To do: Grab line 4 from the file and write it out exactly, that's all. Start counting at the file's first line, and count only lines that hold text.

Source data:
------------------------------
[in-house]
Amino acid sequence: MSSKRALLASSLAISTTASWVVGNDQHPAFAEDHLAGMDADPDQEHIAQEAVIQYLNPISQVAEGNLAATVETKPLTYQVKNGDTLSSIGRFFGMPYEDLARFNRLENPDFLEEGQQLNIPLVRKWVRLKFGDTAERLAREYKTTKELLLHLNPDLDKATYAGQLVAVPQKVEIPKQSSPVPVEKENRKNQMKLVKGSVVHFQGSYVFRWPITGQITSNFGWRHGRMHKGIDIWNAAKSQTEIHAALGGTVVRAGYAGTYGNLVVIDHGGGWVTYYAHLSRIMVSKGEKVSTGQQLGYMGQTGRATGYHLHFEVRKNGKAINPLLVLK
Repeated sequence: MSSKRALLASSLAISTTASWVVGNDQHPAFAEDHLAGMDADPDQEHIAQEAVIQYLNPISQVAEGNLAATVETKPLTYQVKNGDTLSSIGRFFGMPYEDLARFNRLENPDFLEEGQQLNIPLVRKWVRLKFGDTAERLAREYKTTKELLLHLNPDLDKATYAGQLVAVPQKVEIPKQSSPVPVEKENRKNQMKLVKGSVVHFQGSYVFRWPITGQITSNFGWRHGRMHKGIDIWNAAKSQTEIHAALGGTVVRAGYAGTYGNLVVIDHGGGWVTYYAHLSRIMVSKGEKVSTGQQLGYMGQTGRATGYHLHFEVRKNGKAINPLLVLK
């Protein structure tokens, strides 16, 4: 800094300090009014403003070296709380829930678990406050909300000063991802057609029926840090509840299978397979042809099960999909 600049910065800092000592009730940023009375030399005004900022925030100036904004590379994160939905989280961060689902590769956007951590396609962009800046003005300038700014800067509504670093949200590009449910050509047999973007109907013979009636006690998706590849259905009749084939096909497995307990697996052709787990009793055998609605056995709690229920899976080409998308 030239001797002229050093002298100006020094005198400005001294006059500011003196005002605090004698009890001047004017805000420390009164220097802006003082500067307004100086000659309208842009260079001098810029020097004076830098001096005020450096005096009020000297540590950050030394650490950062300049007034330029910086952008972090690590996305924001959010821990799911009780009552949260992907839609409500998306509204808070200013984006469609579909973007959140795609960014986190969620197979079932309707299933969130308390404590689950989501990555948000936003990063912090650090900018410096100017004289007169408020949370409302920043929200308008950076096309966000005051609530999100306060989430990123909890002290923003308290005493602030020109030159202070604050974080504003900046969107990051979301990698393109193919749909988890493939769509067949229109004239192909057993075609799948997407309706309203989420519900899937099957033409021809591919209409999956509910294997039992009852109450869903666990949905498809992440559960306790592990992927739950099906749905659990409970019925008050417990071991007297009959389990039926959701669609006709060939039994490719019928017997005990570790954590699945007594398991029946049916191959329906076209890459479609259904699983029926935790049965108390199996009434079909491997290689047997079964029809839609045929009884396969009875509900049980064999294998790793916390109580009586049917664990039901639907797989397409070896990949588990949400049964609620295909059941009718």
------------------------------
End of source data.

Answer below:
């Protein structure tokens, strides 16, 4: 800094300090009014403003070296709380829930678990406050909300000063991802057609029926840090509840299978397979042809099960999909 600049910065800092000592009730940023009375030399005004900022925030100036904004590379994160939905989280961060689902590769956007951590396609962009800046003005300038700014800067509504670093949200590009449910050509047999973007109907013979009636006690998706590849259905009749084939096909497995307990697996052709787990009793055998609605056995709690229920899976080409998308 030239001797002229050093002298100006020094005198400005001294006059500011003196005002605090004698009890001047004017805000420390009164220097802006003082500067307004100086000659309208842009260079001098810029020097004076830098001096005020450096005096009020000297540590950050030394650490950062300049007034330029910086952008972090690590996305924001959010821990799911009780009552949260992907839609409500998306509204808070200013984006469609579909973007959140795609960014986190969620197979079932309707299933969130308390404590689950989501990555948000936003990063912090650090900018410096100017004289007169408020949370409302920043929200308008950076096309966000005051609530999100306060989430990123909890002290923003308290005493602030020109030159202070604050974080504003900046969107990051979301990698393109193919749909988890493939769509067949229109004239192909057993075609799948997407309706309203989420519900899937099957033409021809591919209409999956509910294997039992009852109450869903666990949905498809992440559960306790592990992927739950099906749905659990409970019925008050417990071991007297009959389990039926959701669609006709060939039994490719019928017997005990570790954590699945007594398991029946049916191959329906076209890459479609259904699983029926935790049965108390199996009434079909491997290689047997079964029809839609045929009884396969009875509900049980064999294998790793916390109580009586049917664990039901639907797989397409070896990949588990949400049964609620295909059941009718």